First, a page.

Bill Moyers: America Can't Deal With Reality -- We Must Be Exposed to the Truth, Even If It Hurts
History Makers is an organization of broadcasters and producers from around the world concerned with the challenges and opportunities faced by factual broadcasting. Bill Moyers was the keynote speaker at the 2011 convention on January 27, 2011, in New York City.
Thanks to all of you for your welcome - and for the chance to be here among so many kindred spirits. Your dedication to factual broadcasting, to our craft and calling; your passion for telling stories that matter; for connecting the present to the past, has created a community whose work is essential in this disquieting time when "what is happening today, this hour, this very minute, seems to be our sole criterion for judgment and action." It is a sad world that exists only in the present, unaware of the long procession that brought us here. As Milan Kundera’s insight reminds us, the struggle against power "is the struggle of memory against forgetting."
I talked about this gathering when I was in California this past weekend and spent time with a good friend and supporter of my own work on television, Paul Orfalea. He's the maverick entrepreneur who founded Kinko's in a former hamburger stand with one small rented Xerox copier and turned it into a business service empire with more than two billion dollars a year in revenue. After selling Kinko's, Paul became one of the most popular, if unorthodox, teachers of undergraduates at the University of California/ Santa Barbara. When I told him what I would be doing today he applauded and understood immediately the importance of what you do. He described to me how he teaches history "backwards" to college students who have learned little about the past in high school, don't know that the past is even alive, much less that it lives in them and question its value today. He hands his students a contemporary story from some daily news source, tells them to begin with the "now" of it and to then walk the trail back down the chronology to trace the personalities, circumstances and choices that made it today's news. Their assignment, in effect, is to begin at the entrance to the cave and rewind Ariadne's thread in the opposite direction, back to the deep origins of the story. In an era marked by the lack of continuity and community between the generations, this strikes me as an inspired way to stretch young imaginations across the time zones of human experience.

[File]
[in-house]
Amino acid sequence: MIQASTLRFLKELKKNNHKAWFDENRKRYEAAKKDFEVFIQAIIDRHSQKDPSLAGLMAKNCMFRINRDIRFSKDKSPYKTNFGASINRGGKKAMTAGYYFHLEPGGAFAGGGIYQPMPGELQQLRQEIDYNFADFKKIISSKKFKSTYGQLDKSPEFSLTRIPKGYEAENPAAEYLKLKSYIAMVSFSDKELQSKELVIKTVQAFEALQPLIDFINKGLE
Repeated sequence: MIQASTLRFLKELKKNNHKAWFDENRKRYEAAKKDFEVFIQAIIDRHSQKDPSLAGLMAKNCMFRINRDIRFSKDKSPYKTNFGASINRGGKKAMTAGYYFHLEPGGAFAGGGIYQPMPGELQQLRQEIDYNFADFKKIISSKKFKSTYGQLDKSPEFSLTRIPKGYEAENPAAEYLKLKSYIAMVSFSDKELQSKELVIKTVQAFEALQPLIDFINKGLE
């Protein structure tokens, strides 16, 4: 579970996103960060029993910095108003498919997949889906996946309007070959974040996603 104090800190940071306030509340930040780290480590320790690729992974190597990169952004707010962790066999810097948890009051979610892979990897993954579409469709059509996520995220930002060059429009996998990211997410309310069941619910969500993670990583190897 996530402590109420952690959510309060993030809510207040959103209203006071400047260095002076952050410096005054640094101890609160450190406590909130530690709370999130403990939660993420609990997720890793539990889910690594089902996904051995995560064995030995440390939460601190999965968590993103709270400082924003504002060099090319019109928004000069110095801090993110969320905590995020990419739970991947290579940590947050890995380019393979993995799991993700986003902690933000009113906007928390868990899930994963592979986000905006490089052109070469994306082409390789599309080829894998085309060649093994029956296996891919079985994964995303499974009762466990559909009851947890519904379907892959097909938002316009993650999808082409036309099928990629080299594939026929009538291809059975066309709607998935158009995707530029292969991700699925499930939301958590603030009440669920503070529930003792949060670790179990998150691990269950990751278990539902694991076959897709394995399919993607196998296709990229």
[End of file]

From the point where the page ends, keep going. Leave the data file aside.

And it's, of course, what you do so often in your work. No one I know does it more effectively than "Frontline." and I was pleased to learn that you are honoring its executive director, David Fanning, who is a genius, in my book, at story telling grounded in fact and presented with perspective. Over the past quarter century, I have been privileged to collaborate occasionally with David. But beyond my own personal and professional gratitude to him, all of us who produce current affairs and history programming know that he has kept the bar high while producing a body of work unequaled since Fred Friendly. Most of you are too young to have seen the whole arc of David's extraordinary career or to have known Fred Friendly's work. But some of us can never forget we're standing on the shoulder of those two giants.
I also had the privilege of witnessing Fred in action. When he was president of "CBS News" and I was the White House press secretary, he would come down from New York on the shuttle and slip in the back door of the White House and along the hall past the Cabinet Room to the private entrance to my office for an hour-or-so chat. I had done some preliminary work at the Office of Education on the future of public television in 1964, and we were soon talking about the medium's future; he was a true believer in television "that dignifies instead of debases" and of the importance "of at least one channel free of commercials and commercial values." Little did we know at the time that he would soon quit the job he relished as president of the news division that he and Edward R. Murrow had built. The two of them created "See It Now" and "CBS Reports," which set the standard for investigative reporting and documentaries of unprecedented power and impact. One of their collaborations was the famous documentary on the demagogic and dangerous Senator Joseph McCarthy. They made the brilliant decision to let McCarthy speak for himself, an entire broadcast's worth of his bullying words and techniques. McCarthy obligingly hanged himself on national television, far more effectively and fatally than anyone else's words could. His own words had turned Americans against his demagoguery - something for which the right to this day has never forgiven what they denounced as the "Communist Broadcasting System." Watching that documentary over and again, I realized that it is through such unhurried honoring of reality that we can approach the myriad and messy truths of human experience. For lasting effect, those truths cannot be forced into the mind of the public; they must be nurtured.